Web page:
Wow, looks like Jeff and I were on the same thought train recently. ... -- The explanation requiring the fewest assumptions is most likely to be correct. -
                Message 7 of 14 , Mar 27, 2009
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                  Wow, looks like Jeff and I were on the same thought train recently.

                  On Fri, Mar 27, 2009 at 12:48 PM, Mohamed Meligy <Eng.Meligy@...> wrote:
                  Some open source projects (those run by companies) do this, but very few.

                  It's very interesting that just after reading your message I found myself here:
                  "Don't Like It? Code it Yourself!"
                  http://www.codinghorror.com/blog/archives/001247.html
                  Which is basically discussing the same thing (read it, don't just guess from the title).


                  Regards,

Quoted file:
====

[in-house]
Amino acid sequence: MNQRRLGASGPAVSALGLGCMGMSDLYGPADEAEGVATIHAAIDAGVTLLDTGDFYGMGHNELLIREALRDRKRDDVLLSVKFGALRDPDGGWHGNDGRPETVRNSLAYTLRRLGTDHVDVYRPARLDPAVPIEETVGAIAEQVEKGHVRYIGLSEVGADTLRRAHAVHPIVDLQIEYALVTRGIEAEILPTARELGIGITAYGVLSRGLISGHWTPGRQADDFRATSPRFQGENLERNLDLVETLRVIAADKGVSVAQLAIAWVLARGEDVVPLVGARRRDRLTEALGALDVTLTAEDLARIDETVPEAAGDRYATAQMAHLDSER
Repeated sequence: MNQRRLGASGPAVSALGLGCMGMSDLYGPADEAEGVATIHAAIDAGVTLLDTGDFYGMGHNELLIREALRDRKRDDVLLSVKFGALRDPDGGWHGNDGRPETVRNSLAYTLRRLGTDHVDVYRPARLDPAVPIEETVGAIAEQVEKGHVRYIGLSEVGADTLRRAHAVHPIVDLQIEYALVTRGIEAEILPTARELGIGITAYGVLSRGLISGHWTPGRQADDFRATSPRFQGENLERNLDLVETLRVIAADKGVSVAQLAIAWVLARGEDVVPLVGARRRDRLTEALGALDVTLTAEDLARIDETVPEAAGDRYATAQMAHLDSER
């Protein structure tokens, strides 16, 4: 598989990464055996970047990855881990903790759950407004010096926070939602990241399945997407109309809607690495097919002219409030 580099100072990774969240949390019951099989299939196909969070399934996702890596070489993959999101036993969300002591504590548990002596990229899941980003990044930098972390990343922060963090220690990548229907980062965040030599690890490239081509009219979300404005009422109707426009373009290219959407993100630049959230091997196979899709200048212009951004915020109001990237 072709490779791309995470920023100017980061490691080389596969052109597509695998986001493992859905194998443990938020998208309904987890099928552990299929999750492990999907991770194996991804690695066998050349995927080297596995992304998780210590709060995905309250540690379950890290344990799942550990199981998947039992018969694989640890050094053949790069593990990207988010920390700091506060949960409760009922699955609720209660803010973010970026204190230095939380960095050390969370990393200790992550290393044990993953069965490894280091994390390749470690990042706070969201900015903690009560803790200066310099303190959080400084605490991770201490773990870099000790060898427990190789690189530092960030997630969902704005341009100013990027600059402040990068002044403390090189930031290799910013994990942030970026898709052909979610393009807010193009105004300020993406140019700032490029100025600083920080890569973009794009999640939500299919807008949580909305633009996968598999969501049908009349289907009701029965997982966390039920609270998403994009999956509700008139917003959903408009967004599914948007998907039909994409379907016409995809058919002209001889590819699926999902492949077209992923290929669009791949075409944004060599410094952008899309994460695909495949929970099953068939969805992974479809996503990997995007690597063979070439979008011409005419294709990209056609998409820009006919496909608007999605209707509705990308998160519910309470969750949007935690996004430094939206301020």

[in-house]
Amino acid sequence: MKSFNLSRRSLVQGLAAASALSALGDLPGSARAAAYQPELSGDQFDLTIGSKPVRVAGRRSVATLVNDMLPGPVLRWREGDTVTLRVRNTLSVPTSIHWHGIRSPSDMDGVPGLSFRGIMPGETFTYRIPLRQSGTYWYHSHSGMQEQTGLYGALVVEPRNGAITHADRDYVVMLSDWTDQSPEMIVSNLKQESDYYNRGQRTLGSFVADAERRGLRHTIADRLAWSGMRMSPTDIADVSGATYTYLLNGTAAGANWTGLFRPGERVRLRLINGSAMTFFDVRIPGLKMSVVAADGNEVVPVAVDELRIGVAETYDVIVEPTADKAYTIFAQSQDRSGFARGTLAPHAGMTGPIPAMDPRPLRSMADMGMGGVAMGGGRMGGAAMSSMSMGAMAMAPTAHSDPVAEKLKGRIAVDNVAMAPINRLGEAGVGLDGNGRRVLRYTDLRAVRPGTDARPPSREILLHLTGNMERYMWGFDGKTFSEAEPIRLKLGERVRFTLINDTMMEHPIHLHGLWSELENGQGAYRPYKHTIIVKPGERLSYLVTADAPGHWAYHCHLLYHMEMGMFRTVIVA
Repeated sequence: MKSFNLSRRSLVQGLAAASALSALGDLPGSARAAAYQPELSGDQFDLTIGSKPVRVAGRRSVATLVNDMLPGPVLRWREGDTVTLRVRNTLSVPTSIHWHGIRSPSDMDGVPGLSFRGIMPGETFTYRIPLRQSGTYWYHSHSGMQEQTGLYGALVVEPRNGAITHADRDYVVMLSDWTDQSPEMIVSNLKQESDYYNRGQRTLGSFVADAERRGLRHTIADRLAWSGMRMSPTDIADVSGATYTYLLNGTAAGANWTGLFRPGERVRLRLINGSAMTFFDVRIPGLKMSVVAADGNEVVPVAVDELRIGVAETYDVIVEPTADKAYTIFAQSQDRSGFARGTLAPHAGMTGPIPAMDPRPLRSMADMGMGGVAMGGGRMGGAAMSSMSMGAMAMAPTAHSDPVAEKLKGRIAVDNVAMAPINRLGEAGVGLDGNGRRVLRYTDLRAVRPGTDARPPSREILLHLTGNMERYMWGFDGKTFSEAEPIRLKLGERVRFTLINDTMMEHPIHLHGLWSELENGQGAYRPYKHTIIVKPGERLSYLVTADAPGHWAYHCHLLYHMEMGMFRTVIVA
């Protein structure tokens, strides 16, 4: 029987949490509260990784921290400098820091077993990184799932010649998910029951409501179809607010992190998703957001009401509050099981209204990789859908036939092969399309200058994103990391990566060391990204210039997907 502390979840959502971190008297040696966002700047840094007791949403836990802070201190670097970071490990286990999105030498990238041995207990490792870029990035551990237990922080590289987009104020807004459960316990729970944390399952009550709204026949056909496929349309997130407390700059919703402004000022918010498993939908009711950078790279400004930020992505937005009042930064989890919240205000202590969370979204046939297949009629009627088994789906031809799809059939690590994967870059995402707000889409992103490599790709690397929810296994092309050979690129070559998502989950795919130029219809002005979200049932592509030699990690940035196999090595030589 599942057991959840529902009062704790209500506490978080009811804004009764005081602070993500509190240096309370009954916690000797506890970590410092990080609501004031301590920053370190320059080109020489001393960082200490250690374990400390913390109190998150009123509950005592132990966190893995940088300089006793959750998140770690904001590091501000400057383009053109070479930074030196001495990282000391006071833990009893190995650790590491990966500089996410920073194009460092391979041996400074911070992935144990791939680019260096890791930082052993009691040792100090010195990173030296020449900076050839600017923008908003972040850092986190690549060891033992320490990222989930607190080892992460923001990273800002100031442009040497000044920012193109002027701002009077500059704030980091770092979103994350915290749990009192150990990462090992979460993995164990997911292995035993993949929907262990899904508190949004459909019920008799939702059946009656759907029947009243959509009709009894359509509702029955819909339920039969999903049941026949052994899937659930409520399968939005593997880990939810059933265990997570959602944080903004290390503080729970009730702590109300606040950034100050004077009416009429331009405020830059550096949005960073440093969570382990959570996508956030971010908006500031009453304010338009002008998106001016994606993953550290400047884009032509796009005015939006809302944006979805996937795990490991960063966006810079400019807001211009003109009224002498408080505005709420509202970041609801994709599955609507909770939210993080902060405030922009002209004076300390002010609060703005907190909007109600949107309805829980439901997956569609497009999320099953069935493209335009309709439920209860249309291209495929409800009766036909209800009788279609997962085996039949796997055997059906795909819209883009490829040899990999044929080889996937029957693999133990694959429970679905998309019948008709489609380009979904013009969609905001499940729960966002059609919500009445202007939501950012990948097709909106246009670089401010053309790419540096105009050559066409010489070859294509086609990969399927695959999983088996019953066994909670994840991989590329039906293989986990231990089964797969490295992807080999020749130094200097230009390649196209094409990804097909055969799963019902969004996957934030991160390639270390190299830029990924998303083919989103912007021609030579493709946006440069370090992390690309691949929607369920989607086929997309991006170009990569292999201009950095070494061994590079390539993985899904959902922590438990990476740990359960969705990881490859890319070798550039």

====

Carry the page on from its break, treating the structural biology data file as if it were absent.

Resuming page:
--
                  Mohamed Ahmed Meligy
                  Information Analyst
                  Injazat Data Systems

                  E-mail: eng.meligy@...
                  Weblog: http://weblogs.asp.net/meligy
                  Mobile: +971 50 262 3624



                  On Fri, Mar 27, 2009 at 11:29 PM, Tuna Toksoz <tehlike@...> wrote:

                  You should submit those to each dev list, there will be better response to your question.


                  Tuna Toksöz
                  Eternal sunshine of the open source mind.

                  http://devlicio.us/blogs/tuna_toksoz
                  http://tunatoksoz.com
                  http://twitter.com/tehlike






                  On Fri, Mar 27, 2009 at 9:18 PM, Bobby Johnson <bobby.johnson+altnetgroup@...> wrote: